How-To: Screen Swap

Replacement windscreens are one of those great accessories that are in good supply for just about every sportbike made, and are blessedly easy to install. Even better, the tools you'll need normally amount to a screwdriver and a towel. Follow along as we swap this Kawasaki ZX-6R's stock screen for a Zero Gravity Double Bubble.

Remove the old screen by extracting the stock screws (1). Notice the thin nylon washers under the screw heads; don't lose them. Typically, sportbike screens are only held on by these obvious mounting screws, but a few installations secure the screens with additional tabs or plates; never force the issue. If you've removed all the screws and the screen isn't budging, go back and check the directions that came with the screen and/or the bike's service manual.

Gently draw the stock screen from the fairing (2). Most replacement windscreens reuse the original hardware, in this case rubber-covered plugs with internal threads called well nuts. Carefully extract the well nut through the stock screen (3). by pulling on the narrow end. It should come easily, but if the well nut is hardened or cracked, buy new ones from the dealer or screen manufacturer.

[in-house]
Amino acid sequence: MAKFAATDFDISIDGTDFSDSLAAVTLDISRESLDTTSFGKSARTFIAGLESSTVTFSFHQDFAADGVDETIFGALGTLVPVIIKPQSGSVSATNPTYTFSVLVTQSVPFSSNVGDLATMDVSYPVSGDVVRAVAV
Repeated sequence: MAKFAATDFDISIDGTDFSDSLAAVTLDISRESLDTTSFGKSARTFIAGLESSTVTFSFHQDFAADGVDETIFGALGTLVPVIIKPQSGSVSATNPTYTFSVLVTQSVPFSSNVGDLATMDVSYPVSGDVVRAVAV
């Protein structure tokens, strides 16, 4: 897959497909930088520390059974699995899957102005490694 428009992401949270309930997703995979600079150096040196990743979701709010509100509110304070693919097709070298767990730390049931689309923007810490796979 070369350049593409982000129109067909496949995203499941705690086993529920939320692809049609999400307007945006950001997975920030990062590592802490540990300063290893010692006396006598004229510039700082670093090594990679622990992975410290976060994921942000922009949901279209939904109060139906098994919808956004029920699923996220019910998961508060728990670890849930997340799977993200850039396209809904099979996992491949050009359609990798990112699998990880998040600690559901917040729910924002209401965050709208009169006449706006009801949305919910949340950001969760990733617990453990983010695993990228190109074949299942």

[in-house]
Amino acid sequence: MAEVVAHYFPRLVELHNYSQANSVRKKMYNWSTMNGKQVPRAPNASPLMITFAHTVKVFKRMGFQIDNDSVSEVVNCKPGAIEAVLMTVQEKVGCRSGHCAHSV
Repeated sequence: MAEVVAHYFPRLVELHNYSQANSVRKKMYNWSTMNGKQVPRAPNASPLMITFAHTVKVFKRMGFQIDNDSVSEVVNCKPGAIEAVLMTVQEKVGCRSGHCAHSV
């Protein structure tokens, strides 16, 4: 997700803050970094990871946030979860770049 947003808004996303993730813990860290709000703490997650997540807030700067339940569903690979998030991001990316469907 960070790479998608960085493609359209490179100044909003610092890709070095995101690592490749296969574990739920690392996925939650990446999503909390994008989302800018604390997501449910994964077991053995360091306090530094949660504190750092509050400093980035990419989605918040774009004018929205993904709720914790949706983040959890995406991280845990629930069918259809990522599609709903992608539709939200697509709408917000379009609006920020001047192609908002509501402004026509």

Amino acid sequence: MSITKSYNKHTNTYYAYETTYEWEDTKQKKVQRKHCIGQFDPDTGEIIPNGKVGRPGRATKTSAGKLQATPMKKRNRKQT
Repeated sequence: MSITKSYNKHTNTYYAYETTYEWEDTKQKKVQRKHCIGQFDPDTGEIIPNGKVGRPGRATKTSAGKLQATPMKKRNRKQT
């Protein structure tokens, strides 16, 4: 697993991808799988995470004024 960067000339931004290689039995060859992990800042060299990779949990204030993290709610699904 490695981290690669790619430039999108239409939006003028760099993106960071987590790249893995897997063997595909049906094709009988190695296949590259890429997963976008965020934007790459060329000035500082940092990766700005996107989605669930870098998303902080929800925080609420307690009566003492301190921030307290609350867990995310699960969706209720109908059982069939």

When installing the well nuts into the new screen, it's sometimes possible to push the nut in the right way--narrow end first (4). If the hole is too small to admit the bulge in the well nut, you can thread it in flange first. Use a spot of silicone lube (or, believe it or not, saliva) to ease the job. Once installed, the well nut should sit flush and square with the screen surface (5).

Because the inside, forward edge of the screen is often inaccessible once installed, take a moment to remove fingerprints now (6).

Slide the screen into place and double-check that all the fastener holes align and that the general contour of the screen fits the fairing. If you have to force or twist the screen to get the holes aligned, something is wrong. You may be able to force-fit the screen, but it'll soon crack.

By hand, install the first screw at the lower center part of the fairing, or as close as you can get to it (7). Tighten until a couple of threads are showing under the screw head to allow you to align the whole screen--that is, don't hunker down on the screw just yet. After installing all the screws loosely, gently tighten them to the final (very light) torque, again starting at the bottom, center holes and working your way up and back. Make a final check of the well nuts to see that they're not bulging excessively or pulling through the material; this is what it should look like (8).

Wipe your new screen with plastic polish (we like Plexus) and you're done.

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